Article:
Cochlear implant for a toddler: the early days according to parents

Little Julia was eight months old when her hearing loss was first noticed. For her and her parents, this marks the beginning of an exciting and eventful journey from the world of silence to the world of sounds and voices.

Dorota and Paul, parents of Julia and Maja

Our shared adventure with our daughter's hearing loss began on February 27, 2020, the day our little heroine Julia was born - and the second birthday of our older daughter Maja. The pregnancy with Julia and the delivery went like a picture book. Although Julia's hearing loss was omnipresent from the start, we didn't notice it. Due to a chain of different, sometimes unfortunate circumstances, we only found out eight months later that our daughter couldn't hear.

We slowly awoke from the dream that Julia was a child with normal hearing. A paracentesis and the BERA test results finally confirmed Julia's complete hearing loss. This period was and still is the most difficult phase of Julia's journey between two worlds: On one side, the world of complete silence and on the other, the world of hearing and speaking, noises and sounds.

Little Julia during the BERA examination for a precise assessment of her hearing impairment. ©private

We have grown into the situation

The initial sadness soon turned into great anger and rage. Countless questions bubbled up in our heads at the time: Why Julia? Did we do something wrong? Why didn't we as parents notice this sooner? What should we do now? What can be done next? What will it be like?

There was a parallel development in which we grew into the situation bit by bit. The more information we had about Julia's hearing loss and the more it was confirmed, the more we learned about the issue and about possible "ways out". As a result, we changed our view that hearing loss is not a hopeless "sentence" in this day and age and thanks to medical progress.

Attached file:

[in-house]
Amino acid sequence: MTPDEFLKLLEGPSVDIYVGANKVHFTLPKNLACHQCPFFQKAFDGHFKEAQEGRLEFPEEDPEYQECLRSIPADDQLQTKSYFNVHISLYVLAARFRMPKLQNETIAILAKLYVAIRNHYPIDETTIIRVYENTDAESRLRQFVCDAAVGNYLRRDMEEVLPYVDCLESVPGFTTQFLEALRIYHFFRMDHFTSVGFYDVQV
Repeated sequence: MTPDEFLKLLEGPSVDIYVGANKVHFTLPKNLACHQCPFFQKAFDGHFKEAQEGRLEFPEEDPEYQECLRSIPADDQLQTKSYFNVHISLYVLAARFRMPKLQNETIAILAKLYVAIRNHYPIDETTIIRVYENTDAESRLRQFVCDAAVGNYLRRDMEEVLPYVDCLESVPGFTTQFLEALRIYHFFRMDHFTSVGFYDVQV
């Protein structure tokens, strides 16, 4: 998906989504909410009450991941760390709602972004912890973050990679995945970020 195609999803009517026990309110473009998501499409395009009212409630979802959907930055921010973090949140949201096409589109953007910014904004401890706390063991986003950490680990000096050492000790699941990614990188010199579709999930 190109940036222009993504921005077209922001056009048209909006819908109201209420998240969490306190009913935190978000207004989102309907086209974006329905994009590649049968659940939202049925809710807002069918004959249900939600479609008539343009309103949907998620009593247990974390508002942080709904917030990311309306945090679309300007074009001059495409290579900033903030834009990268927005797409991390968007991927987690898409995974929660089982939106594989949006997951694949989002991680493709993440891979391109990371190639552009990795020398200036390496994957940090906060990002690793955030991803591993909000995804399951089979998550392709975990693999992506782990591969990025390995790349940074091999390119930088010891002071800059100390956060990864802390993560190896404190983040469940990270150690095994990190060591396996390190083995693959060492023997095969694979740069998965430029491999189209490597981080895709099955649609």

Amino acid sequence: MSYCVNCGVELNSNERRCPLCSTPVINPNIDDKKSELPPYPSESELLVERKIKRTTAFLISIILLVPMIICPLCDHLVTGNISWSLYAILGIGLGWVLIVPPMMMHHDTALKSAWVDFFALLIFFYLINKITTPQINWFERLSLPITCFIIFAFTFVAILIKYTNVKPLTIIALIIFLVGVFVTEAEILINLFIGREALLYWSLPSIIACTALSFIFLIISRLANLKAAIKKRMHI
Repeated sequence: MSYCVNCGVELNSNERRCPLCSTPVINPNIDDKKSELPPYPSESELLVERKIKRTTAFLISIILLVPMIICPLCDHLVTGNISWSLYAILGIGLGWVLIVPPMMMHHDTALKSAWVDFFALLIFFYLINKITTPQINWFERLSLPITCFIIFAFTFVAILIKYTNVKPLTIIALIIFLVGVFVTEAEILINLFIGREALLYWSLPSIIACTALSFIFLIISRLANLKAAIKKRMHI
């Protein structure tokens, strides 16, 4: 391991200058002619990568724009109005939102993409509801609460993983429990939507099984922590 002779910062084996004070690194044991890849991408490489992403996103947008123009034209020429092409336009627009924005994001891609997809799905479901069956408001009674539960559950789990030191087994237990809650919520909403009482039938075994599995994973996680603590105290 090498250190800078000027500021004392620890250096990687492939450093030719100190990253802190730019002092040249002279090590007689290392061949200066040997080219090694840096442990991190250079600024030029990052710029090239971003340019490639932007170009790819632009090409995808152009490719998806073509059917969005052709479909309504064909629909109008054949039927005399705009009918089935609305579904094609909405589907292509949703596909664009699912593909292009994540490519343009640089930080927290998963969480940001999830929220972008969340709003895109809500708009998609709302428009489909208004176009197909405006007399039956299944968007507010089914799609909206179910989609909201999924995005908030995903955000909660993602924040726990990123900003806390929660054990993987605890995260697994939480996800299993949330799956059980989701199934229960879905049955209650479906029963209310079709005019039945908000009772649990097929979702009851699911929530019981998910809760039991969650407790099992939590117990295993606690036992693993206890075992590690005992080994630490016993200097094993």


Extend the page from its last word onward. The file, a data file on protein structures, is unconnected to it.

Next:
Little Julia on her way to hearing . ©private

Our confidence grew and intensified with each passing day. It helped us to clearly see the light at the end of the mental tunnel we had just entered.

Each day brought new experiences and new emotions

We found a lot of information about cochlear implants: Today's medicine offers many different options and regular therapy can provide very satisfying results.

The time leading up to Julia's implantation was very intense and difficult for our family. New emotions and new experiences accompanied us at each of the necessary examinations, at each medical appointment and at each preliminary consultation. We decided to turn these emotions into positive energy for Julia's well-being.

Finally, the long-awaited day of the operation arrived - a very important date for all of us. Five days before Julia's first birthday, she was implanted with cochlear implants on both sides. The day of the operation was the end of a very difficult part of our lives, but also the beginning of the wonderful journey of our little girl's hearing. We looked forward to the day of the "first fitting" with great anticipation and a pinch of uncertainty.

Hearing loss is an integral part of our Julia

It was an indescribably beautiful and touching feeling to see how Julia registered the first sounds and noises. How she discovered the world of the hearing step by step; how she got to know her surroundings and the world anew. Every little reaction from Julia to sounds, noises and our voices filled us with enormous joy and gave us a feeling of confirmation, but also relief. What we previously took for granted or didn't even notice in our older daughter's hearing and speech development, we now enjoyed down to the smallest detail in Julia's current situation.

With the WaterWear system, Julia can also enjoy bathing while hearing. ©private

Our biggest worry was that we would never be able to hear Julia's voice, her timbre, intonation and expression. Fortunately, this worry now belongs to the past. We think that Julia is making very good progress as a three-and-a-half-year-old. In relation to her initial situation, she is at a very good stage of development. Regardless of Julia's future hearing and speech development, we are very happy and proud that our decision has opened the door to the world of hearing for her.

We no longer see Julia's hearing loss as an illness, disability or impairment. It is simply part of our everyday life, with better and worse moments. It is also an inseparable part of our child; a characteristic that makes her incredibly unique. Every day she confirms this with the next new word spoken - and heard.